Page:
When Ian Ridley's wife, the trailblazing sports reporter Vikki Orvice, died of cancer at the age of 56, he found himself plunged deep into a sadness that he expected and a world of madness that he did not. In an attempt to make sense of it all and seek some solace from the brutality of his grief and anxiety, he embarks on a summer of watching county cricket. Reliving bitter-sweet memories in places he and Vikki had visited together, he is alternately unnerved and consoled by the ebbs and flows of his mourning. But gradually, against a backdrop of the County Championship's peace and solitude - with the sun on his back and tea, cake and crossword at his side - he finds a way to survive the rhythms and cadences of his grief. The Breath of Sadness is an unflinching account of how we carry on when we are left behind, and a poignant, tender and candid exploration of love and loss.
The Personals reveals how classified ads are not just a few commercial lines of text in print or online - they can be a treasure trove of fascinating human stories; stories of love, loss, loneliness, redemption and hope. Some people do Sudoku, others watch Netflix. Brian O'Connell loves the classified ads. In an era of spin doctors and press releases, celebrities and social influencers, the classified ads can open a door into the lives of ordinary people with extraordinary stories. What draws Brian to the classified ads are the intriguing human stories he finds there, the unexpected twists and turns, the personalities, the curious objects and the range of human experience waiting to be discovered. The Personals is a diverse collection of compelling stories about the people and the lives behind the small ads.
Readers searching for courage and adventure will find just that and more in the engaging prose of Jack Schaefer in this vintage collection of Western vignettes. Exploring varied tales of life in the West, Schaefer shares the stories of exceptional characters conflicted with humanity as they navigate the challenges and opportunities that can only be found on the frontier. From the humor in "Cat Nipped" to the common concerns found in "Prudence by Name," Jack Schaefer again places himself as the authentic voice of the West. Other stories in the collection include "Something Lost," "Leander Frailey," "That Mark Horse," "My Town," "Harvey Kendall," "Out of the Past," "Old Anse," "Takes a Real Man," and "Hugo Kertchak, Builder." Published throughout the early 1950s, these stories have captured our hearts and imaginations as true classics in Western fiction and will continue to do so time and time again.
With more than 10 million followers across their social media channels, @WoodyandKleiny have established themselves as two of the world's foremost internet content creators. But how did they do it? The Social Struggle: How We Took Over The Internet shares their story of initial failure that through determination became success. From overcoming broken homes and broken dreams, filming blurry videos for no more than 100 views, working every hour of the day for four years to make a handful of loose change, @WoodyandKleiny's tale is sure to inspire readers around the world.
A FINANCIAL TIMES, NEW STATESMAN, DAILY TELEGRAPH, METRO AND ELLE BOOK OF THE YEAR
On 5 October 2017, the New York Times published an article by Jodi Kantor and Megan Twohey that helped change the world.
Hollywood was talking as never before. Kantor and Twohey outmanoeuvred Harvey Weinstein, his team of defenders and private investigators, convincing some of the most famous women in the world - and some unknown ones - to go on the record. Three years later, it helped lead to his conviction.
This is how they did it.
The true story of 2 year-old Anna, abandoned by her natural parents, left alone in a neglected orphanage. Elaine and Ian had travelled half way round the world to adopt little Anna. She couldn't have been more wanted, loved and cherished. So why was she now in foster care and living with me? It didn't make sense. Until I learned what had happened. ... Dressed only in nappies and ragged T-shirts the children were incarcerated in their cots. Their large eyes stared out blankly from emaciated faces. Some were obviously disabled, others not, but all were badly undernourished. Flies circled around the broken ceiling fans and buzzed against the grids covering the windows. The only toys were a few balls and a handful of building bricks, but no child played with them. The silence was deafening and unnatural. Not one of the thirty or so infants cried, let alone spoke.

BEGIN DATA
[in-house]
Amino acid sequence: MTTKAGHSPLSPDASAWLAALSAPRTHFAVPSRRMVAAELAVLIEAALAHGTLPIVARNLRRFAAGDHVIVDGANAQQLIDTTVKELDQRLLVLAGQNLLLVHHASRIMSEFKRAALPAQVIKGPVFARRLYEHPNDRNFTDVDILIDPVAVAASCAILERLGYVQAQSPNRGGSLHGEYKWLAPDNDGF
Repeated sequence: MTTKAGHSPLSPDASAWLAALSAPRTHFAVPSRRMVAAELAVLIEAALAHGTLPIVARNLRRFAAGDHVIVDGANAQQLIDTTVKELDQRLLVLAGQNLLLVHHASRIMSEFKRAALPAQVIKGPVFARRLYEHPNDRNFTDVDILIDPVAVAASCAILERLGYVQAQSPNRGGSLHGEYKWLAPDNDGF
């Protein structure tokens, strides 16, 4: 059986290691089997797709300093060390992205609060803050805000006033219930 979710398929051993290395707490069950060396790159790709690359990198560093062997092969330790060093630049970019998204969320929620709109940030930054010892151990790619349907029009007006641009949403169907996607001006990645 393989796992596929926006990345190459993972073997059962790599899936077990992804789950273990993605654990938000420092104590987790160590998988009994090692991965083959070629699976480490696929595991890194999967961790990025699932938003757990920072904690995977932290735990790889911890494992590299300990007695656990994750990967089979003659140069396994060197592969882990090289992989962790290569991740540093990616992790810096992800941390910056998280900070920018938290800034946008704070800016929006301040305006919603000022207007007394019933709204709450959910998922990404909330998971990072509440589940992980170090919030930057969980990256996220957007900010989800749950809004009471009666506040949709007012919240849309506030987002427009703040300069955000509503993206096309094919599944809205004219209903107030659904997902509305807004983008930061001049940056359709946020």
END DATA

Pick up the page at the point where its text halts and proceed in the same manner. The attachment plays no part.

When Zoe was taken into care at the age of 13, she thought she was finally going to escape from the cruel abuse she had suffered throughout her childhood. Then social services placed her in a residential unit known to be 'a target for prostitution', and suddenly Zoe's life was worse than it had ever been before. Abused and ostracized by her mother, humiliated by her father's sexual innuendos, physically assaulted and bullied by her eldest brother, even as a young child Zoe thought she deserved the desperately unhappy life she was living. `I've sharpened a knife for you,' her mother told her the first time she noticed angry red wounds on her daughter's arms. And when Zoe didn't kill herself, her mother gave her whisky, which she drank in the hope that it would dull the miserable, aching loneliness of her life. One day at school Zoe showed her teacher the livid bruises that were the result of her mother's latest physical assault and within days she was taken into care. Zoe had been at Denver House for just three weeks when an older girl asked if she'd like to go to a party, then took her to a house where there were just three men. Zoe was a virgin until that night, when two of the men raped her. Having returned to the residential unit in the early hours of the morning, when she told a member of staff what had happened to her, her social worker made a joke about it, then took her to get the morning-after pill. For Zoe, the indifference of the staff at the residential unit seemed like further confirmation of what her mother had always told her - she was worthless. Before long, she realised that the only way to survive in the unit was to go to the `parties' the older girls were paid to take her to, drink the drinks, smoke the cannabis and try to blank out what was done to her when she was abused, controlled and trafficked around the country. No action was taken by the unit's staff or social workers when Zoe asked for their help, and without anyone to support or protect her, the horrific abuse continued for the next few years, even after she left the unit. But in her heart Zoe was always a fighter. This is the harrowing, yet uplifting story, of how she finally broke free of the abuse and neglect that destroyed her childhood and obtained justice for her years of suffering.